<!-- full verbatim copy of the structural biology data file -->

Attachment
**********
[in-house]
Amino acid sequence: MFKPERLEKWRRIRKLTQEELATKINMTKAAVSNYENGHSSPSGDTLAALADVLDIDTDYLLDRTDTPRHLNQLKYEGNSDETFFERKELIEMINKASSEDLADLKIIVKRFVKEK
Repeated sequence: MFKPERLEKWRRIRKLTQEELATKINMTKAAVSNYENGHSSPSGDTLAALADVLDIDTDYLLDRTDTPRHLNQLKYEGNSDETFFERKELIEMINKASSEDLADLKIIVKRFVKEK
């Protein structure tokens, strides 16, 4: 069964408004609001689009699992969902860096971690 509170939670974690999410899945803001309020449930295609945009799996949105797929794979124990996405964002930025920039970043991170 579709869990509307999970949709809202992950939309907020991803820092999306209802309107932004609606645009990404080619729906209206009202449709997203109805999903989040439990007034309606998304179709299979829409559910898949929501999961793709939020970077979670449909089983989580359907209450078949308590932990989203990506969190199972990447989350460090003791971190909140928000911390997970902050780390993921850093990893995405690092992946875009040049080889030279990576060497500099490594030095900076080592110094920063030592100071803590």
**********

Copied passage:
[in-house]
Amino acid sequence: MFKPERLEKWRRIRKLTQEELATKINMTKAAVSNYENGHSSPSGDTLAALADVLDIDTDYLLDRTDTPRHLNQLKYEGNSDETFFERKELIEMINKASSEDLADLKIIVKRFVKEK
Repeated sequence: MFKPERLEKWRRIRKLTQEELATKINMTKAAVSNYENGHSSPSGDTLAALADVLDIDTDYLLDRTDTPRHLNQLKYEGNSDETFFERKELIEMINKASSEDLADLKIIVKRFVKEK
């Protein structure tokens, strides 16, 4: 069964408004609001689009699992969902860096971690 509170939670974690999410899945803001309020449930295609945009799996949105797929794979124990996405964002930025920039970043991170 579709869990509307999970949709809202992950939309907020991803820092999306209802309107932004609606645009990404080619729906209206009202449709997203109805999903989040439990007034309606998304179709299979829409559910898949929501999961793709939020970077979670449909089983989580359907209450078949308590932990989203990506969190199972990447989350460090003791971190909140928000911390997970902050780390993921850093990893995405690092992946875009040049080889030279990576060497500099490594030095900076080592110094920063030592100071803590």